December 13, 2010

DeSean Jackson can dance if he wants to.

"When you see antics like Sunday night's touchdown dive, it makes [DeSean] Jackson look like a me-first player."
-Jerome Bettis
When ex-players preach like this, busting out the "everything was sunshine and rainbows in my day" card, do they ever come off as anything but old and sad? I've come to expect it from aging sportswriters, most of whom act as if they've been given a heavenly mandate to judge the game and its players, but not former NFL stars who know the joy of a big play against a rival team.

DeSean Jackson's fall into the endzone came after a 91-yard touchdown, the longest play from scrimmage in the 2010 season and one that made every Eagles fan leap out of their seats. I was dancing around so wildly that my roommate tried in vain to whip his phone out and take a quick video of the whole embarrassing ordeal.

It put the Eagles up on a hated opponent, a team that Jackson has been extremely vocal about wanting to defeat for almost a year now. It was an adrenaline-fueled celebration of excitement, and the only thing it took away from the Eagles was 15 yards on the ensuing kickoff. It had nothing to do with "me-first" football and everything to do with winning the game for the Philadelphia Eagles.

Yes, DeSean Jackson has gotten a lot of publicity lately for wanting to be paid at a level proportional to his talents. And rightfully so; he's a top-10 NFL receiver in a sport where careers can be very short. But at the same time, he hasn't bitched and moaned in public like Terrell Owens, and he hasn't held out like Vincent Jackson. He's earning his money out there on the field, and most of the time, he makes his presence felt with a big, momentum-swinging play.

Has he recently come up short on a few balls across the middle? Yes, but he also did just return from a bone-crushing hit that could have ruined his career and crippled him for the rest of his life. He's not the first player to suffer from alligator arms, but he's also no Todd Pinkston. In fact, you could make the case that the Eagles need to do a better job of keeping him out of harm's way. Don't waste him on all these unnecessary reverses, Andy Reid; there are better ways to get three yards.

But of course, don't tell all this to The Bus. Bettis, taking the easy way out, also decides to play the "this is bad for the league" card. So a guy that hasn't committed any crimes, someone the NFL values enough to feature in its Sunday Night Football opening promo, gets dragged over the coals for celebrating a little after a huge, game-changing play.

Other NFL players, meanwhile, are raping, murdering and murdering some more, being far worse human beings and threatening the lives and livelihoods of people around them. My gut tells me these are the kind of guys Bettis needs to get up on his soapbox about, not DeSean Jackson.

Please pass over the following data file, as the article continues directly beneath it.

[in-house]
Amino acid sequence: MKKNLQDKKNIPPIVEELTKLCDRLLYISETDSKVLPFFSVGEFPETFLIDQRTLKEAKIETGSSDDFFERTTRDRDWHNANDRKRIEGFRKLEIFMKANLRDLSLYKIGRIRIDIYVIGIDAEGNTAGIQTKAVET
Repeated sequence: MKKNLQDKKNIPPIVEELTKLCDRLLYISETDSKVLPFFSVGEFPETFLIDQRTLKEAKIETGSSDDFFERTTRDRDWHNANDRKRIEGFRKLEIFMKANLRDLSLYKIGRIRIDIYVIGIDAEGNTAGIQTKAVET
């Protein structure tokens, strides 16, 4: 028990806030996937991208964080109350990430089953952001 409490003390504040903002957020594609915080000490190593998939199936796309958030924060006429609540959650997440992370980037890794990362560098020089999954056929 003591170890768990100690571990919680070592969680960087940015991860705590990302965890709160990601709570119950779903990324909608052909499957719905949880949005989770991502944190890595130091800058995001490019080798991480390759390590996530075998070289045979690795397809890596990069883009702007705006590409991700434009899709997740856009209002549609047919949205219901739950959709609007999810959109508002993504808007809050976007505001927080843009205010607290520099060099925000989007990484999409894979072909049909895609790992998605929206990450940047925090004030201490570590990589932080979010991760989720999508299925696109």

Hell, I'd rather see people trash Michael Vick than DeSean. I'm MV7's number one fan, but the acts he's committed in the past were genuinely awful and illegal. Jackson is just a braggart and a show-off, and last time I checked, that wasn't against the rules.

People always say, "If DeSean Jackson wasn't an Eagle, Philly fans would hate him." Well, obviously. If Michael Irvin was an Eagle, we'd all love him. But he was a Cowboy, so we cheered when he got paralyzed. Philadelphia's often characterized as a "meat and potatoes" sports town, but when a guy brings the sizzle and the steak, you know even the old white people are gonna come around. We can recognize greatness.

Simply put, DeSean Jackson is an eccentric and electric talent. Andy Reid knows all this, and luckily, he seems to love it. Yes, there was that recent blowup, but I think that was more about reorienting DeSean's priorities than criticizing the guy's focus or his work ethic. We all remember the uncharacteristic chest bump; hell, Reid even said after yesterday's game that he "loved [DeSean's] enthusiasm."

When bad players make bad decisions or take stupid penalties -- Jorrick Calvin's idiotic unnecessary roughness call shockingly comes to mind -- they deserve whatever they get. But I get the sense that, as long as DeSean's using that unbelievable speed to haul in record-breaking touchdowns, he'll justifiably be allowed to show a little swagger. And if you think that's unfair, well, you must be a curiously loyal Jerome Bettis reader.

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